The Guard of Honour at the London statue commemorating Marshal Foch was provided by the 35e Régiment d'Artillerie Parachutiste, based in the French commander's home city of Tarbes (Photo: Centenary News)

Centenary salutes to the leadership of Marshal Foch

Posted on on 26 March 2018
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Ceremonies have been held in both the UK and France to mark the centenary of Ferdinand Foch's appointment as Allied Supreme Commander on 26 March 1918, as the last big German offensive of the First World War threatened disaster on the Western Front.

100 years on, British and French ministers, together with representatives from the nations who fought together in the Entente, gathered in London to salute Foch’s inspirational leadership at the statue unveiled in his memory opposite Victoria Station in 1930.

For two of the guests, this was also something of a family occasion. Eric Bécourt-Foch, great grandson of Marshal Foch, and Lord Astor of Hever, grandson of Britain’s Western Front commander, Field Marshal Sir Douglas Haig, stood together as the French Guard of Honour took up positions. 

Leading the tributes, UK Culture Secretary Matt Hancock said: "The decision to coordinate military operations under Foch’s leadership was crucial. It underpinned the Allies’ ability to withstand the German spring offensives and then to make their own successful advances later in 1918.

"This proud Frenchman once said, as is inscribed on the very statue before us, that he was conscious of having served England as if it were his own country. In this final year of the Government’s centenary commemorations, it is right that the United Kingdom recognises the significant contribution made by Marshal Foch to the outcome of the war."

Lord Astor of Hever (left), grandson of Sir Douglas Haig, with Eric Bécourt-Foch in front of the inscription bearing Marshal Foch's words (Photo: Centenary News)

Geneviève Darrieussecq, French Minister of State for Defence with responsibility for veterans, arrived in London a day after taking part in commemorations in Doullens, the Somme town where the commandement unique, or unified command, was agreed at a moment of great crisis.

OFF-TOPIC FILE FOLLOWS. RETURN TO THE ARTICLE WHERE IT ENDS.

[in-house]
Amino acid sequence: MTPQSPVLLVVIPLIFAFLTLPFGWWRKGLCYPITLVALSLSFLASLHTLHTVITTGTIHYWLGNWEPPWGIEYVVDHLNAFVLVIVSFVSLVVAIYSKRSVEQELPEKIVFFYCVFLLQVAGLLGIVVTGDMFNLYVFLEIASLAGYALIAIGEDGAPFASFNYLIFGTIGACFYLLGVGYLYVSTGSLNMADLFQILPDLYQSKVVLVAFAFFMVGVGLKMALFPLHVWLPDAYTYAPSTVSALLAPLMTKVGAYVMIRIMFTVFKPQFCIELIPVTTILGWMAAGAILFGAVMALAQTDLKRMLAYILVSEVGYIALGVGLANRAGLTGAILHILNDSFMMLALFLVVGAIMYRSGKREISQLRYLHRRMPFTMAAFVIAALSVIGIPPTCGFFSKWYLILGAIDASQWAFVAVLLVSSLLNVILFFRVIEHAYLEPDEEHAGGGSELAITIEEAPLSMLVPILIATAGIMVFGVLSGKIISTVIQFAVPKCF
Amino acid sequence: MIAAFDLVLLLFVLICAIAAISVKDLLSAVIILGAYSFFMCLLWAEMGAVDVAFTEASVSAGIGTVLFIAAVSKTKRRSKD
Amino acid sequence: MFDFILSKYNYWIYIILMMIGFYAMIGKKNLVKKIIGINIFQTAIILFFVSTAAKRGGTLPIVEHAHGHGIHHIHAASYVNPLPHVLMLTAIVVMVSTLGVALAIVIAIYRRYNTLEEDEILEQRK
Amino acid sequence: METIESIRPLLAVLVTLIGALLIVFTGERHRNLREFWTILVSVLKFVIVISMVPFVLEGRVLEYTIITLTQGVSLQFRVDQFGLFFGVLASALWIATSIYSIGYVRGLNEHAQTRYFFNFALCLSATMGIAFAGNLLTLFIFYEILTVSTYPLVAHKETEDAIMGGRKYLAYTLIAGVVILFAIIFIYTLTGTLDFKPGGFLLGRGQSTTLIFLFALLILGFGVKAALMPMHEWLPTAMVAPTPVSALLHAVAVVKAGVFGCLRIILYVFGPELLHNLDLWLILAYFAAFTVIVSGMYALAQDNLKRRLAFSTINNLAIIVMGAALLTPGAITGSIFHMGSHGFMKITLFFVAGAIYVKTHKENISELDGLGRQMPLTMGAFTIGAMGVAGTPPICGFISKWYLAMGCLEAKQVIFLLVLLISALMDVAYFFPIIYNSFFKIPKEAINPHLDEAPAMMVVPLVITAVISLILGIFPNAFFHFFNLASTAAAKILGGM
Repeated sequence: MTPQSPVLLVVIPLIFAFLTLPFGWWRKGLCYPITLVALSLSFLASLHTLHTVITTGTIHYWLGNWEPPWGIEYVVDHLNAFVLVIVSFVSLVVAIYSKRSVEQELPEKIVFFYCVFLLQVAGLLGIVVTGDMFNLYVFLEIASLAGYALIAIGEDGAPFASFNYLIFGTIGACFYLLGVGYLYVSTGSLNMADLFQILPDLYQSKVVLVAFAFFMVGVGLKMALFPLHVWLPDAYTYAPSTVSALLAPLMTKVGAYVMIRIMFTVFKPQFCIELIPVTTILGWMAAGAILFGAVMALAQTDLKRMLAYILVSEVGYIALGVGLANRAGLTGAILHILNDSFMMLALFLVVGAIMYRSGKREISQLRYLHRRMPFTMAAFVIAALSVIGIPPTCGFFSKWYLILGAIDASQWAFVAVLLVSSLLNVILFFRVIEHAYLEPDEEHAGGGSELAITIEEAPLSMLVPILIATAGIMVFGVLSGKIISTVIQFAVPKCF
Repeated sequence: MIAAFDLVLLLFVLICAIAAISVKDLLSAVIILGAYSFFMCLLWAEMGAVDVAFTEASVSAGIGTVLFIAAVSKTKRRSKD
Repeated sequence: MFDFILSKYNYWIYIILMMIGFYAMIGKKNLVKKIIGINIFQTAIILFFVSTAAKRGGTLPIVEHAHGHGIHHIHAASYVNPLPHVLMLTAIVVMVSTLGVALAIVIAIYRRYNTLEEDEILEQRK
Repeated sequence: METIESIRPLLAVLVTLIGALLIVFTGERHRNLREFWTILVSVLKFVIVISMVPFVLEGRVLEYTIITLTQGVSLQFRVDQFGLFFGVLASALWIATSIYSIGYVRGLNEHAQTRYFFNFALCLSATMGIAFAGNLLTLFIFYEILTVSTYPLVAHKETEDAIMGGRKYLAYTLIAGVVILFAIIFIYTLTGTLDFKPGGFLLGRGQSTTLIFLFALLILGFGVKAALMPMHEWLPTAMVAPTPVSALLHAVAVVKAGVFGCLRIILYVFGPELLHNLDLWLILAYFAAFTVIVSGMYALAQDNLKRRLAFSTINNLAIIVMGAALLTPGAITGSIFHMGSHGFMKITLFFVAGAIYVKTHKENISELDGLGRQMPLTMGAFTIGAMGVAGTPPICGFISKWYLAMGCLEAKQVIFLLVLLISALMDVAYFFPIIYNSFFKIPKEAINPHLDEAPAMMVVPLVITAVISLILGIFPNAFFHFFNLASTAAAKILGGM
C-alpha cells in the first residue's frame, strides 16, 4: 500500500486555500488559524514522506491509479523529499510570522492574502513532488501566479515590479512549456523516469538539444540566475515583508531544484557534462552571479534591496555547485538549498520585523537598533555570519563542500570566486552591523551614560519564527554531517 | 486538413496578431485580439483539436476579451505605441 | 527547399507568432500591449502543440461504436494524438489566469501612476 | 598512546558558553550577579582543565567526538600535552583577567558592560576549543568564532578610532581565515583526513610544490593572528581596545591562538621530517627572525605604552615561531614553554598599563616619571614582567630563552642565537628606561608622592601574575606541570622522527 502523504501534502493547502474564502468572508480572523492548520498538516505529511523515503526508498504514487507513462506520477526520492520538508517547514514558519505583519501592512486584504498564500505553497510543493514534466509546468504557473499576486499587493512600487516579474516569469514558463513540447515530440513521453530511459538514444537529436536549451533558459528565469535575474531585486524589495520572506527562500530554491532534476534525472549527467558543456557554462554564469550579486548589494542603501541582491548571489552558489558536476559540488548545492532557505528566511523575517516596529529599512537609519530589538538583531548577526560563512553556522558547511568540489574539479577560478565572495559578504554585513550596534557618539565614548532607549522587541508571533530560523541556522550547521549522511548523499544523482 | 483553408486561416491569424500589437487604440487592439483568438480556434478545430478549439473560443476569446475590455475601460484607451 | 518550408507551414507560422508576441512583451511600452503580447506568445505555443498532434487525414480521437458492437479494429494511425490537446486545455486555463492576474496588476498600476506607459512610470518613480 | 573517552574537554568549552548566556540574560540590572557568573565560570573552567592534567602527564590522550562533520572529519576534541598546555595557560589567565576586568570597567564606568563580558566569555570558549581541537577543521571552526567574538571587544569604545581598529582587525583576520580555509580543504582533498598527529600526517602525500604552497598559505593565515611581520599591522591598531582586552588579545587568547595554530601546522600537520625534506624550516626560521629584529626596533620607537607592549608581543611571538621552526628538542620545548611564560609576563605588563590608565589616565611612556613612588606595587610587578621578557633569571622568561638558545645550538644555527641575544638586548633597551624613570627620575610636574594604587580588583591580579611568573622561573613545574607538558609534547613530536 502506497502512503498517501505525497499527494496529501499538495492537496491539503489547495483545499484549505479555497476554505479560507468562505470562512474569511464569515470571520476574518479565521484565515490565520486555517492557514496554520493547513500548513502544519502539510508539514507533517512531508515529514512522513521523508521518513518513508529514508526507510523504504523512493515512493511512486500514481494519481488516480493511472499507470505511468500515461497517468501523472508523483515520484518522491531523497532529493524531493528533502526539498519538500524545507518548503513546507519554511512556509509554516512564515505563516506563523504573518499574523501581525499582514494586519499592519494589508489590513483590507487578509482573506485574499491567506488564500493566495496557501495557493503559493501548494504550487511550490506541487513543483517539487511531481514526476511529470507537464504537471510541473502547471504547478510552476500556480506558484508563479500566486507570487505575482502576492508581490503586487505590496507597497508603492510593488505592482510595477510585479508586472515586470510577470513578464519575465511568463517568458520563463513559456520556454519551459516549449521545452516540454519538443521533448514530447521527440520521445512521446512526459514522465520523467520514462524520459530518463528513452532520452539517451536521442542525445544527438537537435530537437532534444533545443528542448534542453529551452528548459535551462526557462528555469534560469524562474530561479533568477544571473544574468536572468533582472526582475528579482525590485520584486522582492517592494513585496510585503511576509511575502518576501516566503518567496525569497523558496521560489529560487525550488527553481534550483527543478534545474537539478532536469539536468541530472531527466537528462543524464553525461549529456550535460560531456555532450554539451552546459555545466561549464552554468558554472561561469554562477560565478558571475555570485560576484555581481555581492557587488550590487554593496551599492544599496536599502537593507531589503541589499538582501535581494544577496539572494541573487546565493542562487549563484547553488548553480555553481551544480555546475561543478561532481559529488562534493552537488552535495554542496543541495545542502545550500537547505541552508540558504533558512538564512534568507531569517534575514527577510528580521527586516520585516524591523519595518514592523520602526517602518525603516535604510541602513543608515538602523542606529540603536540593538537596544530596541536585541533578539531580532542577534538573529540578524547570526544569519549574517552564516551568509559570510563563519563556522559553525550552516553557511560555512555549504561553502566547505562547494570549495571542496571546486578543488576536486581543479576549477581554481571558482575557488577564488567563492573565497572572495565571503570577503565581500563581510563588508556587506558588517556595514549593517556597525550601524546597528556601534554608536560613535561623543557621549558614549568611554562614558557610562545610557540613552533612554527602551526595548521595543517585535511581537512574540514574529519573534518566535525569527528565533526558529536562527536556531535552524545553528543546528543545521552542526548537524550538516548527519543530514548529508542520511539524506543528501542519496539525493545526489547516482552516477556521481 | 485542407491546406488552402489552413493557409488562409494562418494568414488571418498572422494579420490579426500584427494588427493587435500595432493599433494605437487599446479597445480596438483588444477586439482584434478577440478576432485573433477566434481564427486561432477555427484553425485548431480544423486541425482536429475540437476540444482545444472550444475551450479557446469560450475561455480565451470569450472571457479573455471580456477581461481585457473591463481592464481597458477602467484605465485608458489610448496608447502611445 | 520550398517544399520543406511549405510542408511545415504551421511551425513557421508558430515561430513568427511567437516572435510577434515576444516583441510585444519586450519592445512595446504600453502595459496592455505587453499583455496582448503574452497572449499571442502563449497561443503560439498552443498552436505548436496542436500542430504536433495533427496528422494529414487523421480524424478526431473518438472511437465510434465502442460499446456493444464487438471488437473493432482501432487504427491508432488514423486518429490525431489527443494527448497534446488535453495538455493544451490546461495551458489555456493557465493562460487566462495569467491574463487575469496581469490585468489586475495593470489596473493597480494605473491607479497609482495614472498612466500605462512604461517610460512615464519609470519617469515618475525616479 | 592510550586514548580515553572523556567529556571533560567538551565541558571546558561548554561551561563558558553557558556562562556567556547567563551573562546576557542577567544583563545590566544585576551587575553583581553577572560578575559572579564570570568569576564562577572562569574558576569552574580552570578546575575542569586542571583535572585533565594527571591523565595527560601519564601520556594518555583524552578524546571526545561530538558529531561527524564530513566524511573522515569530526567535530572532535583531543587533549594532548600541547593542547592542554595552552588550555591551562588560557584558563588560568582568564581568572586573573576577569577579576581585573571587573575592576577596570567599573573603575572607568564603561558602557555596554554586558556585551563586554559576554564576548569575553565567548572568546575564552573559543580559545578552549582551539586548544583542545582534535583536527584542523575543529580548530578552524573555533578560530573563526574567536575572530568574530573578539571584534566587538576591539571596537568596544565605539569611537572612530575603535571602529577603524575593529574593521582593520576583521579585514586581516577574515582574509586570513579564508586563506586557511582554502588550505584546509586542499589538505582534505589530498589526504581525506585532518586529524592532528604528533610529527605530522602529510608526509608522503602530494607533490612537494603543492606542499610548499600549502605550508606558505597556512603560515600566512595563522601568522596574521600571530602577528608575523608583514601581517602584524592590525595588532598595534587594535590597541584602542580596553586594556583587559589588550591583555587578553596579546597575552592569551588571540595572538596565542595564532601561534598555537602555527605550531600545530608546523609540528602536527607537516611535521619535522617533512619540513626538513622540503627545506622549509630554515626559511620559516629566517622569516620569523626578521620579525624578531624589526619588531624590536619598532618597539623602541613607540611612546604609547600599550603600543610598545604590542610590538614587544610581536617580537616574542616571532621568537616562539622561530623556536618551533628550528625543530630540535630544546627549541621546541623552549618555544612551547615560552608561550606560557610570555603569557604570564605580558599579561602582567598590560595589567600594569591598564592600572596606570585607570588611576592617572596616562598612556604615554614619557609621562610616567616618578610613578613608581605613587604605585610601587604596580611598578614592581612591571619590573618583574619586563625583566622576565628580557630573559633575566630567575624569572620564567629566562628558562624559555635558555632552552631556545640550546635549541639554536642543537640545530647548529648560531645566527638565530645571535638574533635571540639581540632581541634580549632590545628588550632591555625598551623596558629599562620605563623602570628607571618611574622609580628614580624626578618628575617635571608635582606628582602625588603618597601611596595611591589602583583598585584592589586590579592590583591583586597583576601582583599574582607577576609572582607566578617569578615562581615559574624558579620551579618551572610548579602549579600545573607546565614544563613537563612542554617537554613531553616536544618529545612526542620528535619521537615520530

Unity lies at the heart of this commemoration, she said.

"Our countries, faced with immense danger, were able to go beyond their respective interests and national inclinations in favour of unity. And that was the decisive factor in victory. Circumstances today are of course completely different, but there is a lesson here which can still inspire us. The 20th century teaches us that we overcome the worst ordeals when we are united."

Nations laying wreaths at the ceremony included the United States, Portugal and Italy, a reminder that Foch’s authority extended beyond the Allied armies that had first entered WW1 in 1914.

But a unified command didn’t mean integration. Foch’s own thoughts on what this meant in practice featured among the readings: "One talks, one discusses, one persuades, one does not give orders. One says: ‘That is what should be done; it is simple; it is only necessary to will it’." 

Britain's Secretary of State for Culture, Matt Hancock, and Geneviève Darrieussecq, French Minister for Veterans, prepare to lay wreaths, accompanied by Eric Bécourt-Foch and Lord Astor of Hever (Photo: Centenary News)

Lord Astor of Hever and Erich Bécourt-Foch reflected on the close ties between their forebears, Field Marshal Haig and Marshal Foch. Haig accepted Foch’s command as the Germans were poised to drive a wedge between the British and French forces on the Western Front, threatening Paris and the Channel ports, Eric Foch pointed out.

"They worked very well together and I’m delighted to be here to commemorate that," Lord Astor told Centenary News. "Foch was a great admirer of my grandfather. They learned from their mistakes and built up these very powerful armies that defeated the Germans."

As Professor Sir Hew Strachan notes in his historical overview for the centenary service, when Foch decided to return to the offensive in July 1918, he and Haig ‘now were the right men in the right place, ready to exploit the opportunities which presented themselves."

A French chamber choir, Les Fauristes, sang at the service in Lower Grosvenor Gardens, accompanied by the Band of the Irish Guards (Photo: Centenary News)

The remembrance service for Marshal Foch was organised by the UK Government as part of Britain's final year of national commemorations marking the First World War Centenary. On August 8, there'll be a service at Amiens Cathedral in France to mark the centenary of the start of the Hundred Days Offensive. A ballot is being held for tickets. Apply by April 9. See Amiens100 for details.

Reporting from the ceremony by CN Editor

Images: Centenary News



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